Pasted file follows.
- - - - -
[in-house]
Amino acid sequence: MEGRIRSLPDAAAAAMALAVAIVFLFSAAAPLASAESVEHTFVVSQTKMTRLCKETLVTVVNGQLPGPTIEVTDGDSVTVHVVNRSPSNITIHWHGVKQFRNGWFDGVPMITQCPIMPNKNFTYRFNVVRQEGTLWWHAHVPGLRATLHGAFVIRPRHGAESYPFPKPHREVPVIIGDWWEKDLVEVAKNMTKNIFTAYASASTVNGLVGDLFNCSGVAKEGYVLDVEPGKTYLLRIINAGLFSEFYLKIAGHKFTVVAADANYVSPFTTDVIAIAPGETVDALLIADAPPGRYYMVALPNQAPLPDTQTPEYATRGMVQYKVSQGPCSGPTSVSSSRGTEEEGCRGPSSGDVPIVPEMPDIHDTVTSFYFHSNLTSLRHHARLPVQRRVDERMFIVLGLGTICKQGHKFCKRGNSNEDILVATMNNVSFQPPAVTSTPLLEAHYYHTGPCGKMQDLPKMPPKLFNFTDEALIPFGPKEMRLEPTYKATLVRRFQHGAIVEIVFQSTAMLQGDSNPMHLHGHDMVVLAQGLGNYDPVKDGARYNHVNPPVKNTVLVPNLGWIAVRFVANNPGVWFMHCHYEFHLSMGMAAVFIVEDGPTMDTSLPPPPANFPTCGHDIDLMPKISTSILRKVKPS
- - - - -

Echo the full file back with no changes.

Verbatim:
[in-house]
Amino acid sequence: MEGRIRSLPDAAAAAMALAVAIVFLFSAAAPLASAESVEHTFVVSQTKMTRLCKETLVTVVNGQLPGPTIEVTDGDSVTVHVVNRSPSNITIHWHGVKQFRNGWFDGVPMITQCPIMPNKNFTYRFNVVRQEGTLWWHAHVPGLRATLHGAFVIRPRHGAESYPFPKPHREVPVIIGDWWEKDLVEVAKNMTKNIFTAYASASTVNGLVGDLFNCSGVAKEGYVLDVEPGKTYLLRIINAGLFSEFYLKIAGHKFTVVAADANYVSPFTTDVIAIAPGETVDALLIADAPPGRYYMVALPNQAPLPDTQTPEYATRGMVQYKVSQGPCSGPTSVSSSRGTEEEGCRGPSSGDVPIVPEMPDIHDTVTSFYFHSNLTSLRHHARLPVQRRVDERMFIVLGLGTICKQGHKFCKRGNSNEDILVATMNNVSFQPPAVTSTPLLEAHYYHTGPCGKMQDLPKMPPKLFNFTDEALIPFGPKEMRLEPTYKATLVRRFQHGAIVEIVFQSTAMLQGDSNPMHLHGHDMVVLAQGLGNYDPVKDGARYNHVNPPVKNTVLVPNLGWIAVRFVANNPGVWFMHCHYEFHLSMGMAAVFIVEDGPTMDTSLPPPPANFPTCGHDIDLMPKISTSILRKVKPS